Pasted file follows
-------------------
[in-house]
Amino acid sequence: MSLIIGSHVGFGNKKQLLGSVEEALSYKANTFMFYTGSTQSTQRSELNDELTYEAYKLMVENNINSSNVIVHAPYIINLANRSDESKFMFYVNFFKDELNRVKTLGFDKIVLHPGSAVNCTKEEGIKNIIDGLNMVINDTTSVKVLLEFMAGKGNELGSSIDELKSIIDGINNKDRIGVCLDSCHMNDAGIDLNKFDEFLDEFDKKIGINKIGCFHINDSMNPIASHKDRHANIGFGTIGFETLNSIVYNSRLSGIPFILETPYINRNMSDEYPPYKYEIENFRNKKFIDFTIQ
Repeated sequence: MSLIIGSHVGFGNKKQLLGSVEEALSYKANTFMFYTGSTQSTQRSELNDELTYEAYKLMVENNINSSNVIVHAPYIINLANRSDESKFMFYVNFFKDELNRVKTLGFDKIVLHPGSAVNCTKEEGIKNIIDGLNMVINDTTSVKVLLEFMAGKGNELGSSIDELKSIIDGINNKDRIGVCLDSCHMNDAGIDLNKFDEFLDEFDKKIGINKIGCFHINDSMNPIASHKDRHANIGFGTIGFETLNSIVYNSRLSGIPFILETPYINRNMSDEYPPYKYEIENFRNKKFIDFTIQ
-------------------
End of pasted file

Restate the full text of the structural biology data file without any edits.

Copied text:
[in-house]
Amino acid sequence: MSLIIGSHVGFGNKKQLLGSVEEALSYKANTFMFYTGSTQSTQRSELNDELTYEAYKLMVENNINSSNVIVHAPYIINLANRSDESKFMFYVNFFKDELNRVKTLGFDKIVLHPGSAVNCTKEEGIKNIIDGLNMVINDTTSVKVLLEFMAGKGNELGSSIDELKSIIDGINNKDRIGVCLDSCHMNDAGIDLNKFDEFLDEFDKKIGINKIGCFHINDSMNPIASHKDRHANIGFGTIGFETLNSIVYNSRLSGIPFILETPYINRNMSDEYPPYKYEIENFRNKKFIDFTIQ
Repeated sequence: MSLIIGSHVGFGNKKQLLGSVEEALSYKANTFMFYTGSTQSTQRSELNDELTYEAYKLMVENNINSSNVIVHAPYIINLANRSDESKFMFYVNFFKDELNRVKTLGFDKIVLHPGSAVNCTKEEGIKNIIDGLNMVINDTTSVKVLLEFMAGKGNELGSSIDELKSIIDGINNKDRIGVCLDSCHMNDAGIDLNKFDEFLDEFDKKIGINKIGCFHINDSMNPIASHKDRHANIGFGTIGFETLNSIVYNSRLSGIPFILETPYINRNMSDEYPPYKYEIENFRNKKFIDFTIQ